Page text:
'Leaving home': personal change and transformation
Although 1st January is most often associated with the notion of change and personal transformation, most of our early experience of change in the UK comes from the rhythm of the academic year. Our first day at school, our first day at ‘big’ school and our first day at college or university all take place in the autumn, after the end of summer. For me, the end of the summer holidays and the beginning of autumn, with its full ripeness that presages decay, death and, eventually, rebirth can be quite powerful in terms of a sense of new beginnings. I very often find myself returning from summer holidays with a sense of renewed purpose or a wish to make changes in my life.
In my role as part of the chaplaincy team at the University of Sussex, this time of the year is associated with freshers' fayres and the huge influx of new students, many of whom are leaving home for the first time. There is always an atmosphere of excitement and discovery at the beginning of the year, but sometimes anxiety and confusion too: leaving home can be difficult. Finding yourself in new surroundings and amongst new people can bring feelings of disorientation and vulnerability. Being brought into contact with new ideas and ways of thinking can seriously challenge our worldview. I remember when I attended university for the first time to study social work at the age of 30 I felt as though the foundations of who I thought I was were so seriously shaken that, in certain instances, they actually crumbled away. I found myself changing long-held views and being able to see my life and my world from a different perspective. Whilst this was a good thing, it was also disturbing and distressing at times. Although I hadn’t left home to study, I still felt as though I had left home in a metaphorical sense – leaving the known parameters of my emotional and psychological world and venturing into new territory.
In the Mahayana mind training (‘Lojong’ in Tibetan) tradition of Buddhism ‘leaving home’ is used in this metaphorical way to emphasise the seriousness of the path of personal transformation, as in verse 2 from 'The 37 Practices of a Bodhisattva' by Gyelse Togme:
"In one’s native land waves of attachment to friends and kin surge,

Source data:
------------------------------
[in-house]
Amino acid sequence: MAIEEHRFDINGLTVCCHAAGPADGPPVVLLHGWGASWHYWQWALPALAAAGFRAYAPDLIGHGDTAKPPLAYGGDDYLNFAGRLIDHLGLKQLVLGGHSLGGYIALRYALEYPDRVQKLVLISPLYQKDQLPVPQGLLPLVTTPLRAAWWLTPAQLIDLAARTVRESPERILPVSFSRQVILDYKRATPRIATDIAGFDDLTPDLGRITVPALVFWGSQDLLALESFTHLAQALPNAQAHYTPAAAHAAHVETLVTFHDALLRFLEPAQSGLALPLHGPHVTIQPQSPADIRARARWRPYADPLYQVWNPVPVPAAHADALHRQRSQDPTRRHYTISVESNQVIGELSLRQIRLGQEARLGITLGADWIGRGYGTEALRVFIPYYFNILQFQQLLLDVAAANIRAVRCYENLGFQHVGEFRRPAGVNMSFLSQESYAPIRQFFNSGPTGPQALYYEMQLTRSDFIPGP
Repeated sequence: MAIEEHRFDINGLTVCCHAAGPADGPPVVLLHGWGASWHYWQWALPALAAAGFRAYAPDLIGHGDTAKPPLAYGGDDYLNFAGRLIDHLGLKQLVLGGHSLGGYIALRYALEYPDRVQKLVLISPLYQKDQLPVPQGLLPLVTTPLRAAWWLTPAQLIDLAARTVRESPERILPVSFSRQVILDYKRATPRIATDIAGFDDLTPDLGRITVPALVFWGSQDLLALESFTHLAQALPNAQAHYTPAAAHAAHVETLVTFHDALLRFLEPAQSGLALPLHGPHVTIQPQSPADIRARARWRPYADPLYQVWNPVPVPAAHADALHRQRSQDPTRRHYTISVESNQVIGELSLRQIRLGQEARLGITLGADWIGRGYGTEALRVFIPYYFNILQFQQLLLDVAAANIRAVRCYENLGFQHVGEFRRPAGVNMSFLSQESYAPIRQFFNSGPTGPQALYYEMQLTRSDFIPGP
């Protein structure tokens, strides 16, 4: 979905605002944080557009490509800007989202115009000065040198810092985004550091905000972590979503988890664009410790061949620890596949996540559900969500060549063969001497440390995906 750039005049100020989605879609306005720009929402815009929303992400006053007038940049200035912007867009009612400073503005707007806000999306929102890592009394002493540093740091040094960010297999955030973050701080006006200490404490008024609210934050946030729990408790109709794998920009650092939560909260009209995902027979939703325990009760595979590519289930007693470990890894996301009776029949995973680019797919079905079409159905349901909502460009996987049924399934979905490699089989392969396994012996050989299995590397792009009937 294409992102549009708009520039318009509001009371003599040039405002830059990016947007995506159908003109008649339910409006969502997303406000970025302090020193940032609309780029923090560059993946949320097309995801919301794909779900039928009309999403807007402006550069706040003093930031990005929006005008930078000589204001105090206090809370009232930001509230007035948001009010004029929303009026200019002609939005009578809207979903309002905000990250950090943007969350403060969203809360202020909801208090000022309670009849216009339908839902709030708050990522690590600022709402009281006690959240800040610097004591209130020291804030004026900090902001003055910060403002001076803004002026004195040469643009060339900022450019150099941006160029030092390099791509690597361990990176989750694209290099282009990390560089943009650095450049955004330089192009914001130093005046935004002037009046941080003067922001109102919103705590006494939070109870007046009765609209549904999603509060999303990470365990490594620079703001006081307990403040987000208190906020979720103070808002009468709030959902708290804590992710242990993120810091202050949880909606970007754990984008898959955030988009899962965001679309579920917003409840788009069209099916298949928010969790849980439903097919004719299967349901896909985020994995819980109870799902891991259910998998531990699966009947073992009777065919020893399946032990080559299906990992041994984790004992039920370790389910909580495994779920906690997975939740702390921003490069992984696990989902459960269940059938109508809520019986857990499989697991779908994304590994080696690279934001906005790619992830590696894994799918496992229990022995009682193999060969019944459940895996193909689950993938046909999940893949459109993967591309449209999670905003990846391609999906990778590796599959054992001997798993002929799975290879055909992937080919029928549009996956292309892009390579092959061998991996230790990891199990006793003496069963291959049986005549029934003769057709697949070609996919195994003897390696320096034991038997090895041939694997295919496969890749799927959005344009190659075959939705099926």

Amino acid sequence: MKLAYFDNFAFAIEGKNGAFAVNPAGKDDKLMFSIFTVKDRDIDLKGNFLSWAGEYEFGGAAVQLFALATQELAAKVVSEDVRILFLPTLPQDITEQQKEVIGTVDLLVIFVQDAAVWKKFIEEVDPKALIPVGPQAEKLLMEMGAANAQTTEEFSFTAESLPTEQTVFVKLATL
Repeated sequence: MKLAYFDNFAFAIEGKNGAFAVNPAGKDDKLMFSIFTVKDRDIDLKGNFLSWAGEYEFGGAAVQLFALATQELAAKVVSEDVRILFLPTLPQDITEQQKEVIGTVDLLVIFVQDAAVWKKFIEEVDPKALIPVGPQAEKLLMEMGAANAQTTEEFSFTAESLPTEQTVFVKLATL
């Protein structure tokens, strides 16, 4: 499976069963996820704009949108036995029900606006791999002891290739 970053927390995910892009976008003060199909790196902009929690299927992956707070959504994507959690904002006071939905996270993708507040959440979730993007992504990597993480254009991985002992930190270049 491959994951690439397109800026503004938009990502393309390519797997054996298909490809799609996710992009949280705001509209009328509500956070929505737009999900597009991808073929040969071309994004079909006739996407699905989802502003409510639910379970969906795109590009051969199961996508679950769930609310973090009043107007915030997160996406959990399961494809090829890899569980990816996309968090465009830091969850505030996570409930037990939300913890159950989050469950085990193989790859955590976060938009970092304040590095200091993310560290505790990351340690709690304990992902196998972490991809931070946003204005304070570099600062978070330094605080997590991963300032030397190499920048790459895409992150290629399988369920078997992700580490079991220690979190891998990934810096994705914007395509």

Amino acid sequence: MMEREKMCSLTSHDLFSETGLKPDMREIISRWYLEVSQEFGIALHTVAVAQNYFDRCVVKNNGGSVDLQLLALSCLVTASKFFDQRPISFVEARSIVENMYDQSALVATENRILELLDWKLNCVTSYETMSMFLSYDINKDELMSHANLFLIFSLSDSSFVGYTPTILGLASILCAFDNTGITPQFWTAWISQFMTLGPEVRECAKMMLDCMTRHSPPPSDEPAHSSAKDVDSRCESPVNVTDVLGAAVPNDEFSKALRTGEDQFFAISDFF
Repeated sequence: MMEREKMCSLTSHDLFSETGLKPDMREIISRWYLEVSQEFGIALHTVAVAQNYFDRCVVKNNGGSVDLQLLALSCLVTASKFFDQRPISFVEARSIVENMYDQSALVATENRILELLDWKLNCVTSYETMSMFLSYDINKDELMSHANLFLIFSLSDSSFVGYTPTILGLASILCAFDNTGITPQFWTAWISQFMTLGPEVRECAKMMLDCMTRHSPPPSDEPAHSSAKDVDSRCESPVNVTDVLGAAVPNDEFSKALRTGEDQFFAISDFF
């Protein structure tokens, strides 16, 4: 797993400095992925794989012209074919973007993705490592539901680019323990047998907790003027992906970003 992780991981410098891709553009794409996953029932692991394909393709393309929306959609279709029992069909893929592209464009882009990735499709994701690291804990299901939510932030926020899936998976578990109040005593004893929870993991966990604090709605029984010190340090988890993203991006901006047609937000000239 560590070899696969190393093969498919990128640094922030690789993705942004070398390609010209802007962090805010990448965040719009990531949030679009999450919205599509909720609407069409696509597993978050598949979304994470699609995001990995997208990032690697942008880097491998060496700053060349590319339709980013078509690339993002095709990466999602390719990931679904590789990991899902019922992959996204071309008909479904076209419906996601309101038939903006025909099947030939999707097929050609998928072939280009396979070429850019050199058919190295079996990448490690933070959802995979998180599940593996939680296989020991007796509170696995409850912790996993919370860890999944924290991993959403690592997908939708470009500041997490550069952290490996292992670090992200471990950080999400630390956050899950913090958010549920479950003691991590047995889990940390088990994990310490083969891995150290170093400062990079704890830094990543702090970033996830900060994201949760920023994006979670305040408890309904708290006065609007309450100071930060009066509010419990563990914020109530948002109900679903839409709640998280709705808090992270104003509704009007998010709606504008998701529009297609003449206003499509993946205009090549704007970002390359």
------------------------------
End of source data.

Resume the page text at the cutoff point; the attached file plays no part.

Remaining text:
Hatred for enemies rages like fire,
The darkness of stupidity prevails, oblivious to right and wrong.
To abandon his/her native land is the practice of a Bodhisattva".
Entering into personal therapy, whilst not as serious and life-altering as a religious path, can really feel like leaving home. Our usual way of looking at things may change significantly and we may begin to feel differently about long-established relationships – how we relate to ourselves as well as others! We are journeying into new territory and, whilst we may return home after our journey, we will bring with us new ideas, new ways of relating – new emotional and psychological 'furniture'. Our home will be renewed: it will never be the same again. Letting go of the old world and encountering the new can be very difficult. It can bring up many strong emotions, such as sadness and anger, but also tenderness and joy. In fact, if the process is not difficult then you probably haven’t really stepped outside your house and begun the fascinating, exciting, scary, bumpy, but joyful journey away from home.
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About Paul Johanson
I am a cognitive analytic therapist in the NHS and private practice and a teacher of meditation and Mindful self-compassion. I am also the Buddhist Chaplain at the University of Sussex and at the Martlets Hospice in Hove. My greatest joy is to work together with others, combining our strengths, on the knottiest and most difficult of problems.